Performing Regression Testing effectively.

I often work with software teams and historically have led testing teams myself, so as I’m recently operating in the same world as a bunch of testers, it reminded me to jot some thoughts down, from a business perspective, into the importance of regression testing. This is especially important when you’re building F**koff websites.

Regression testing is important for complex software releases. New features are one thing, but if that sprint of new features breaks something else that used to work perfectly, your users are going to be pissed pretty quickly.

It does however surprise me how much even to this day companies don’t prioritise regression testing often due to their being no clear ROI attached to it. Some of the key issues around getting a business to understand the value of regression testing include (I’ve tried to be fairly exhaustive here);

It can be expensive as f***

It can take so much time to do it right (like anything worthwhile, right?) and testing & re-testing an application or website is often seen as unesscary to a business when it’s already ploughed money & resource into the product earlier down the line. Because there’s no clear ROI attached to this activity it’s often difficult to get buy in, seen subsequently as a unesscary evil and not given the priority it deserves. This then means it’s done badly, etc etc and the spiral of shit begins.

It’s hugely time bound.

With the advent of agile thinking, software sprints, development time & release schedules are becoming quicker & quicker. So, when it comes to regression testing, it’s always done to a very tight schedule. Because of this, the temptation to skip tests is massive, and therefore issues are often missed.

Optimisation & Maintenance is a job in itself.

Test scripts for regression require constant maintenance. Something often missed by companies. For every change to the core product, website or software, the regression test suite needs updating and testing in its own right. Managing, purging and re-writing test cases can be a job in itself so it’s easy for a business to ignore this burden & avoid regression testing altogether.

It’s often badly instructed.

Testers are often ill equipped to regression test. Not understanding what they are testing, what the product is ultimately meant to do nor why and nor understand any of it’s history. Anyone new coming in has an impossible task & it’s highly unlikely any time has been given to document things. Therefore, failure is baked in right from day one. Developing an effective testing strategy is almost always missed and I see it time & time again.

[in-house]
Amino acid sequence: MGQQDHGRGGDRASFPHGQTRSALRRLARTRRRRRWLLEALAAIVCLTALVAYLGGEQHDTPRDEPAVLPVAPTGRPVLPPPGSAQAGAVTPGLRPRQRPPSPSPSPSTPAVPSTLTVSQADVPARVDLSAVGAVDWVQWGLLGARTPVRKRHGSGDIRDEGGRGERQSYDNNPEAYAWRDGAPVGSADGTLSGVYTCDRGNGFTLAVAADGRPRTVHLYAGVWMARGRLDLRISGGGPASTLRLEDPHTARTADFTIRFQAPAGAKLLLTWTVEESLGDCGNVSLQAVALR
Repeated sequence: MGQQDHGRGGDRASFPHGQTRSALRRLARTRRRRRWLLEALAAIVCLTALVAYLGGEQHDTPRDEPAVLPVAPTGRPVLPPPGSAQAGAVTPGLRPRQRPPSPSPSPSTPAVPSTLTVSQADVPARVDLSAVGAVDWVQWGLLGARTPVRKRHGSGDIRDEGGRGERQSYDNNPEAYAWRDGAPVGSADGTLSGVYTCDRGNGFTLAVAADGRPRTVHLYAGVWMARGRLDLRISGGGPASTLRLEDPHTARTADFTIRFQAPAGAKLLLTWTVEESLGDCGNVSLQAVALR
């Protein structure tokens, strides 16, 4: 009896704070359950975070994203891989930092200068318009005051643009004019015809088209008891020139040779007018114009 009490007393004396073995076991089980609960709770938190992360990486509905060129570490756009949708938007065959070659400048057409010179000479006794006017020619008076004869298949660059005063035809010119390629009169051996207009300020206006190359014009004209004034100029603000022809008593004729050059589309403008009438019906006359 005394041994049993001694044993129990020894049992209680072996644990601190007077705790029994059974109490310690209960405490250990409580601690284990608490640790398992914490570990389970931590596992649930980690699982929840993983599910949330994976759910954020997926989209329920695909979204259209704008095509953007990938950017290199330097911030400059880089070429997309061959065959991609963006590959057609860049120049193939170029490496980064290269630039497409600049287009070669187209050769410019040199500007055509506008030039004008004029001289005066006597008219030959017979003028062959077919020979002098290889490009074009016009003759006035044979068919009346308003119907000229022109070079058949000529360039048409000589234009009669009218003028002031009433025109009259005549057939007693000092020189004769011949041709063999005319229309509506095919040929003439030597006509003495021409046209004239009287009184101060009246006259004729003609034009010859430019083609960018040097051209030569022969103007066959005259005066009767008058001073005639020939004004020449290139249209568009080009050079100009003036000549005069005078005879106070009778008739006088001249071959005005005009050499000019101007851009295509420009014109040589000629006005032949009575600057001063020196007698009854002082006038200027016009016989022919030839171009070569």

So now we’ve looked at what companies do wrong, let’s now look at what you can consider if you want to up your performance of regression testing on your next software project.

Execute the automation of smoke & sanity testing

Let’s clear up a few terms – ‘smoke’ testing usually means testing parts of the platform or product at a very early stage to understand how close to the mark it is in terms of delivering what it should do without digging too much deeper. ‘Sanity testing’ refers to testing a few areas pretty much at random, to test across a broad spectrum of functionality.

So, by creating these cases in advance, and ensuring they are broad enough, it makes them easier to change when base features & functionality are changed. Make sense? You’re testing the application here under normal conditions, not to find bugs. You can automate this part massively and save heaps of time. I must write a post about Selenium/Cucumber soon. My ‘go to’ test software since I moved away from WebLoad.

The right tools for the job

Point one brings me neatly onto point two, the right automated regression testing tools. If you’ve as a business agreed you NEED automation testing and UNDERSTAND the value it can bring in terms of time & cost, then you need to consider the right tool. Often, this is working your face off by testing each one in turn, until you & your team settle on the right one for that particular test. There’s a few here, the pro’s & con’s of each outside the scope of this article. I will say however that you must give time & space to allow the tools to be set up correctly on the network, ensuring computers & infrastructure are adequately spec’ed to really leverage the benefits from automation testing.

 

Pour over the bug reports in detail

One of the benefits of using a decent tool means the bug reporting is often class. Pouring over these in detail ensuring you’re clear on bugs, and these bugs are documented appropriately makes fixing them so much easier. This is a culture, a mindset you must adopt. The more time you spend documenting a bug, the easier it ultimately comes to fix. If you’re testing team is jaded and just throwing bugs into a bug tracker, you’re mean-cost-to-fix increases for each bug raised.

Culture

Regression testing is a repetitive task and subsequently fairly boring. Remember those fleshy humans at the end of the keyboards & ensure their job is mixed up occasionally. Keeping them fresh means they’ll be more likely and more in the frame of mind to spot issues.

Maintenance

You MUST allow for time to maintain your scripts & regression testing packs. Take the time to look after your scripts will pay dividends in the long run. And if you haven’t considered points 2 and 4 above, you can guarantee you’ll have some disgruntled tester running all your regression scripts on his own laptop leaving your organisation massively at risk. All because you haven’t provided the right equipment, infrastructure or loyalty to this discipline, instead paying it lip service.

Testing is so important. Do it right.

Mario DeCristofano

35 year old Digital native, grumpy, occasionally sweary & always passionate, I write about IT, technology & the things which interest me. @mariodc on Twitter.

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